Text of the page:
Friday, May 29, 2009

On the beach

with D#1 on Weymouth beach on Monday night. Lots of Herring Gulls in various plumages.

finally D#4 shooing the tide back.

Thursday, May 28, 2009

Inner Marina

When the River Wey exits Radipole reserve it passes through the Boating Lake, then encounters a sluice system at Westham Bridge before exiting into the saline environment of the inner harbour. There's a footbridge just on the marina side of the bridge which provides a view of the sluice and the inner marina.

The footbridge has been adopted by a Common Tern. It sits on the handrail looking for tiny fish, and when it sees one dives down to catch it. It allows approaches of down to 5 feet - too close to focus.

The inner marina is also home to a shoal of about 100 mullet of some description.

The Common Terns have taken up residence on one of the boats - second on the right I think, judging from the white stains!

May whitsun bank holiday

A few days in Weymouth. On the trip down on Sunday there was a Red Kite where the M3 and the A303 split. Then down in the centre of Weymouth a Hobby appeared over some flats.

An evening walk round Radipole had 3 Common Sandpipers, lots of Reed Warblers, a Bearded Tit whizzed past and as the sun set the Hooded Merganser swam past. There were 2 BHG's there as well; they are common enough in the fields round the Poole area, presumably on a day trip from the harbour colony, but they are scarce up this end of Dorset until mid July.

Elsewhere it was quiet; nothing at Rodden Hive on Monday apart from lots of Painted Ladies - but unless you've been living in a cave you know about them. Portland was a wash-out if you're a local, but if you come from a land-locked county like myself then lots of Gannets, Manx Shearwater, Kittiwakes, Fulmars, Guillemots, Razorbills, whizzing past in gale winds was quite a sight.

Saturday, May 23, 2009


Spent the week in Toronto. It was solid work for just about all of it, but a few birds did make an appearance. The ubiquitous Ring-Billed Gulls, Starlings, House Sparrows and Feral Pigeons, but there were Chimney Swifts with their piercing call, and early one morning in a tree between the Union Station and the Royal York Hotel a warbler was singing bried but persistent birds. I could only see the lemon yellow underside, with a gorget of black markings, and a dark blue-grey upperside. I think it was a Canada Warbler.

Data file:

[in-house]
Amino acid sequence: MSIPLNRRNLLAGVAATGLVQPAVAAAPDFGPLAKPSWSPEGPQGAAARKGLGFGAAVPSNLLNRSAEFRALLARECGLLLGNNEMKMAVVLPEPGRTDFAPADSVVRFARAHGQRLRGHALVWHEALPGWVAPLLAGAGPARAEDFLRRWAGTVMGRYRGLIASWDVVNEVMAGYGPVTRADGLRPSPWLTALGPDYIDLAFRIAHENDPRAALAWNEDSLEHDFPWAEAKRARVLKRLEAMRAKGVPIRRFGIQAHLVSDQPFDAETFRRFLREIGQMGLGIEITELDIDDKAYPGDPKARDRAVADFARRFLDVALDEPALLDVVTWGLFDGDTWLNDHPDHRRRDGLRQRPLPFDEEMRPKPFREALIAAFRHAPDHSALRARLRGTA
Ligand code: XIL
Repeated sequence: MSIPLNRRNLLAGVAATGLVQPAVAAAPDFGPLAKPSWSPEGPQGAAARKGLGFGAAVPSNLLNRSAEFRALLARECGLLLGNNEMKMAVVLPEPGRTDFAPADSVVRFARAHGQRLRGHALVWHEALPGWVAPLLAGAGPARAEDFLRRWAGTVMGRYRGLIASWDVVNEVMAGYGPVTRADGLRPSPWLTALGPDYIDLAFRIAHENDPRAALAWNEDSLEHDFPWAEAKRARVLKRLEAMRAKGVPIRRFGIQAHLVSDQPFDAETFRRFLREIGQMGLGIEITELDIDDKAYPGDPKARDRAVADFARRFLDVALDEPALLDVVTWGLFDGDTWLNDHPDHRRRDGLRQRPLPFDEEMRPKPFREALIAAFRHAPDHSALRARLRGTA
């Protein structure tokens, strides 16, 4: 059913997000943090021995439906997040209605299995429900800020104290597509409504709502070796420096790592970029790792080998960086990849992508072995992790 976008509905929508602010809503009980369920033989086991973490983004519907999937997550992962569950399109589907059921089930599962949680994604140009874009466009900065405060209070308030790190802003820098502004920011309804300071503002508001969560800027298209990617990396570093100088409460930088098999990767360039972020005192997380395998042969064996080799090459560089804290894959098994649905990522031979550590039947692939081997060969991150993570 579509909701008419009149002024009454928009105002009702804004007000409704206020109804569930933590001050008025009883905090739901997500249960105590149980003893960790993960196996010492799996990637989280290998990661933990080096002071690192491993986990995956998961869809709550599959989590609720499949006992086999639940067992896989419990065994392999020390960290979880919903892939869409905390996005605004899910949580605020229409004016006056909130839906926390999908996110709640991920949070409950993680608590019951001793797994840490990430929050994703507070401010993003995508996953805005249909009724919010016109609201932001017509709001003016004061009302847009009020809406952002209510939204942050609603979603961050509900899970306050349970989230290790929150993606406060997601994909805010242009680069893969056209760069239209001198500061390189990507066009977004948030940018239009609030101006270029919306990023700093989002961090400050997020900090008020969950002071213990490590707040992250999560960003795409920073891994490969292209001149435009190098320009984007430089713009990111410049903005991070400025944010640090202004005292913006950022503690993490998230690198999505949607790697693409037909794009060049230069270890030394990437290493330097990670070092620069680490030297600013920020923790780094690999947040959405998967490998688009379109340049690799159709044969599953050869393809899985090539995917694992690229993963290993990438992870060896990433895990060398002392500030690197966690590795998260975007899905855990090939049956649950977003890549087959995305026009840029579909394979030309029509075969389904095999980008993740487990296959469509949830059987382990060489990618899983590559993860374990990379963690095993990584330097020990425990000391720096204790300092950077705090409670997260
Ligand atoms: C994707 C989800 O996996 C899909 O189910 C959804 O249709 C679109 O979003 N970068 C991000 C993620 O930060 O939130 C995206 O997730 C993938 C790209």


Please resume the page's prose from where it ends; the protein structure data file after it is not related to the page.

I went down to the harbour terminal after work to try and get to the islands, but the service seemed a bit sporadic, the wind was howling, and I had visions of getting stuck on the islands. I added Barn Swallow, Mallard, and Cormorant ( I assume a double-crested one).

The place I really wanted to visit was the Leslie Street Spit/Tommy Thompson Park. This central-Toronto area is a magnet for birds in spring, but unfortunately is only open at weekends so I'm unlikely to get there.

Tuesday, May 12, 2009

Blink and you'll mis(identify) it.

"blink, The Power of Thinking without Thinking" by Malcolm Gladwell is a book of the moment. The base idea of the book is that many of our initial instincts are better than our considered thoughts. It's a compelling book, but early on he says this;

"The ornithologist Dave Sibley says that in Cap May he once spotted a bird in flight from two hundred yards away and knew instantly that it was a Ruff ... He had never seen a Ruff in flight before, nor was the moment long enough for him to make a careful identification, but he was able to capture what bird-watchers call the birds "giss" - its essence - and that was enough".

David Sibley is later quoted as saying "you know what it is at a glance".

Well ... yes and no. If you watch enough birds you can pick up that instinct. But in my experience the above is a recipe for mistakes. There are all sorts of circumstances when birds can depart from their normal behaviour; moulting affects the flight and general appearance, wind causes birds to fly differently, and I've found watching sea-birds in inland or quiet conditions completely useless for watching seabirds migrating. Birds on migration find themselves in strange places and behave in strange ways. And overseas, the light is different, birds behave differently, and they look completely different.

So yes, an instinct is useful, but most birders then get down to the serious business of watching properly and going logically and thoughtfully through the features until they are confident of the ID. This is the best way to do it, and its completely the opposite of what Malclom Gladwell says in his book.

Saturday, May 02, 2009

Lee/Lea Valley 2 May

Collared Flycatcher at Portland and a bank holiday! It's as good as ticked! Except D#1 has to do some revision for an upcoming GCSE exam, so we are staying in East Herts instead.

In the evening I manage to tear D#1 away from her revision - what subject is it exactly that requires extensive surfing of - and we go for a cycle ride in the Lee Valley Country Park. We get great views of 4 Hobbies over the reeds, lots of singing around the Electricity substation in which I'm pretty sure was a Nightingale, and of course opposite the Bittern Watch Point was a singing (but whilst I was there unseen) Savi's Warbler. Either that or there was a large crowd listening to a Baritone Gropper.

Rarity chasing in Cambridgeshire part 2.

Last post left you on the edge of your seats as your intrepid birders ticked off the first of three potential rarities and headed off in sea...